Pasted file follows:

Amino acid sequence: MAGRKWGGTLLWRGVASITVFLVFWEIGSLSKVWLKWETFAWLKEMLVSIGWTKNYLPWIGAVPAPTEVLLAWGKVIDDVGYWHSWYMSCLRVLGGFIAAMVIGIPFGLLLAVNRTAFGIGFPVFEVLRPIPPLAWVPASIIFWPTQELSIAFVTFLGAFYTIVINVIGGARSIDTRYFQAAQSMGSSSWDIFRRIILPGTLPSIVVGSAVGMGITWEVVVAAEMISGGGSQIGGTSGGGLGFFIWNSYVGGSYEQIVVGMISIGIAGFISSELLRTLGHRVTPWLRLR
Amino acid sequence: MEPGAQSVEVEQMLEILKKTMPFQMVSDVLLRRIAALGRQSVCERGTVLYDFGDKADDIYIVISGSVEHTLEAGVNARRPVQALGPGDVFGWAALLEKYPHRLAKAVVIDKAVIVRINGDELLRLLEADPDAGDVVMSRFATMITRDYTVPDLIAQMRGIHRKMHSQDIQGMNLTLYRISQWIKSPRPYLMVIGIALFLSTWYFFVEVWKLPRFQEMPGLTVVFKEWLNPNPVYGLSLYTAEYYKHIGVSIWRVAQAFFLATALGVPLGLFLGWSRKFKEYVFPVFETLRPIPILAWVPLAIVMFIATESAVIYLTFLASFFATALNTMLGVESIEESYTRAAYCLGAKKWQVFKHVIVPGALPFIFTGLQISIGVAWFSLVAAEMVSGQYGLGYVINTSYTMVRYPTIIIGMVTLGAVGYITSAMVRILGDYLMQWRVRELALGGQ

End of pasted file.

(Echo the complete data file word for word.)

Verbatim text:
Amino acid sequence: MAGRKWGGTLLWRGVASITVFLVFWEIGSLSKVWLKWETFAWLKEMLVSIGWTKNYLPWIGAVPAPTEVLLAWGKVIDDVGYWHSWYMSCLRVLGGFIAAMVIGIPFGLLLAVNRTAFGIGFPVFEVLRPIPPLAWVPASIIFWPTQELSIAFVTFLGAFYTIVINVIGGARSIDTRYFQAAQSMGSSSWDIFRRIILPGTLPSIVVGSAVGMGITWEVVVAAEMISGGGSQIGGTSGGGLGFFIWNSYVGGSYEQIVVGMISIGIAGFISSELLRTLGHRVTPWLRLR
Amino acid sequence: MEPGAQSVEVEQMLEILKKTMPFQMVSDVLLRRIAALGRQSVCERGTVLYDFGDKADDIYIVISGSVEHTLEAGVNARRPVQALGPGDVFGWAALLEKYPHRLAKAVVIDKAVIVRINGDELLRLLEADPDAGDVVMSRFATMITRDYTVPDLIAQMRGIHRKMHSQDIQGMNLTLYRISQWIKSPRPYLMVIGIALFLSTWYFFVEVWKLPRFQEMPGLTVVFKEWLNPNPVYGLSLYTAEYYKHIGVSIWRVAQAFFLATALGVPLGLFLGWSRKFKEYVFPVFETLRPIPILAWVPLAIVMFIATESAVIYLTFLASFFATALNTMLGVESIEESYTRAAYCLGAKKWQVFKHVIVPGALPFIFTGLQISIGVAWFSLVAAEMVSGQYGLGYVINTSYTMVRYPTIIIGMVTLGAVGYITSAMVRILGDYLMQWRVRELALGGQ